Damascus Divides the Lovers by Zero


The City Is Never Finished
by Amal El-Mohtar and Catherynne M. Valente



I looked for you

in the Umayyad mosque

I saw your feet stamp the coriander dust

your fingers swinging old shoes

of leather and brass

back and forth, back and forth—

                                                hooded, grey, wondering and small,

two fingers hooked into the heels

of shoes I carried in one hand.

your hair was bound up, far off from me;

I bound mine, too,

a gesture of loyal symmetry.


I looked for you

I could not find you

in the sun-steeped mosaics,

in that city of silver and capsicum

the figures of fruit trees, bridges, vines.

of frankincense and raisins.

I saw whole cities blooming in the stone

I saw long veils stitched with hexameters

that would not speak to me, would not say

that lied when they breathed:

where they'd seen you last.

she is near.


I looked through panes of green glass for you,

I looked for you in arch-shadows

sought a whisper tucked into a painted purse,

your hands on holy books,

embroidered in gold on black on gold

your mouth a heat-lashed psalm.

by white candles with sooty tips.

You were not there.

You were not there.


But surely, I thought, I'd find you here

Hooded wraith!

where knives gave way to wine and wafers

your eyes caked in gold

where bells gave way to open throats,

holy runner, holding news of victory in your mouth

like a swallow of sesame oil

where I could walk in stocking'd feet

but could not show my hair.

your laurels black on gold on black

Somewhere between marble and ashlar,

between arched doorway and sculptured column,

you held up a red, red thing in the dark

between chiselled letters and calligraphy

and announced to the Umayyad shadows:

I have closed up

a foreign woman’s heart

in a box of cassia and lapis.

Are not all the faceless gods pleased with my work?


I thougt a smudge would show

that had been your name.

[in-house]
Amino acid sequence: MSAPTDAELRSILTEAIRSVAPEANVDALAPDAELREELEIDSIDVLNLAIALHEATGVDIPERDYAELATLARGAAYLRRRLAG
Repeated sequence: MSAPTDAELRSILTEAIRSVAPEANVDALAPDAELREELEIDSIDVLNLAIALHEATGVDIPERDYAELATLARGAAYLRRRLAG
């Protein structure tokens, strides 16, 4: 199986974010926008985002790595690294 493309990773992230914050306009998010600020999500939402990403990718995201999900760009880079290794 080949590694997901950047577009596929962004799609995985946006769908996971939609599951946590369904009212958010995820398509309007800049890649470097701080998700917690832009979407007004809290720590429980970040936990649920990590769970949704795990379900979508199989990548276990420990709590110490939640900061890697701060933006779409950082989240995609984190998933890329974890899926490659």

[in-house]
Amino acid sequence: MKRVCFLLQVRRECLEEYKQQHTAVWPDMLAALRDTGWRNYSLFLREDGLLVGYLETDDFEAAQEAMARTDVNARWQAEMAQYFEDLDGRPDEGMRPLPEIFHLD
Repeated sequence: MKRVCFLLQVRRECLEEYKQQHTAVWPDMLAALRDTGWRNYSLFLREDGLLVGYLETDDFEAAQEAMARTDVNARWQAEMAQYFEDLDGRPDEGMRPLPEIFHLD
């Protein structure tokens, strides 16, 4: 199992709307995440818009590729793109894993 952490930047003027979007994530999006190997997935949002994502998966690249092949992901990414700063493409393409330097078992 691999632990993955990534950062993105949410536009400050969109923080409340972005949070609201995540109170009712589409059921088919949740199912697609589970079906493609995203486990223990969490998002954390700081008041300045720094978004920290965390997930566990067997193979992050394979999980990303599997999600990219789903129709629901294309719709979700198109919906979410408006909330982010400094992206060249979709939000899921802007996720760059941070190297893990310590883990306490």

Aged bells jangled at your heels.

Still, I knew you to be so near

as to feel the heat of your smile at my neck,

Damascene Atalantea,

dropping your wine-soaked apples

all along the market road.

to know you watched me like the sun

and laughed

They roll through cedar needles

to my tired feet—

that I could not hold your shape in my hands,

no more than I could the Pleiades.



I am slow. I am no fleet thing

You threw a coin at my foot.

I heard it fall

to defeat the orbit of the world

but couldn't trace its trajectory,

couldn't find you perched on the outer walls,

nor crouched behind the stoppered fountain

for the sake of your brown wrist.


I wore my shoes properly. I bared my head.

I sought you in the hands of men

But my dress is full of apples

seeping brandy through to my skin,

who shaped sand to sea in clear glass bottles,

sealed vistas in like wayward djinn,

in my mouth they sing of you,

walking in the dust,

wearing the sun’s shoes,

and sold them for a wrinkled scrap

that would not buy a song.

your profile a hundred faces,

turned away east,

away from me.


I did not think–

I slept in a market stall that night,

under a bowing sheath of stars.

there was so much to see,

to search, to taste just then –

My nose irritated, red

with the scents of rosewater,

olives, long green leaves

to look into my own hands, ringed in copper,

stained green as leaves or summer waves,

dipped in gold leaf like the pages

of a manuscript

until they clasped the slender waist

of a pomegranate tree, slimmer still than half my wrist,

You might have illuminated,

exalted, intent

a thousand years before

bell-shaped blossoms red as rejoicing,

sweet as stories from a child's lips.

I thought to follow you here.


I thought I kissed you then,

I knew I’d lost you then,

or brushed

your cheek with mine,

apple-maid, meant

but the day was warm,

the wind was cool,

for the wide sea,

the dust-battered road

the Market near,

and Tripoli a long way off,

and never, oh,


no nearer than the sea.

for me.




About the Authors:

Amal El-Mohtar travels a great deal, but a carefully blended mixture of Outaouais riverdamp, cedar needles, and Damascene dust applied to her soles ensures that she's never too far from home. She is currently pursuing the elusive beast that is a PhD in Cornwall, England, sharpening her quills for the hunt.

Her poems have appeared in Mythic Delirium, Chiaroscuro, Abyss & Apex, Aberrant Dreams, Sybil's Garage, Astropoetica and Star*Line. She also co-edits Goblin Fruit, an online quarterly dedicated to poetry of the fantastic, with the notorious Jessica P. Wick. The latter is known to have shaved two letters off her last name in a vain attempt to hide her true nature.


Born in the Pacific Northwest in 1979, Catherynne M. Valente is the author of the Orphan's Tales series, as well as The Labyrinth, Yume no Hon: The Book of Dreams, The Grass-Cutting Sword, and five books of poetry. She is the winner of the Tiptree Award, the Mythopoeic Award, the Rhysling Award, and the Million Writers Award and has been nominated for the Pushcart Prize, shortlisted for the Spectrum Award was a World Fantasy Award finalist in 2007. She currently lives on a small island off the coast of Maine with her partner and two dogs. Her newest novel, Palimpsest, will be released on February 24th, 2009.



Poem © 2008 Amal El-Mohtar and Catherynne M. Valente. Photo © 2008 Amal El-Mohtar.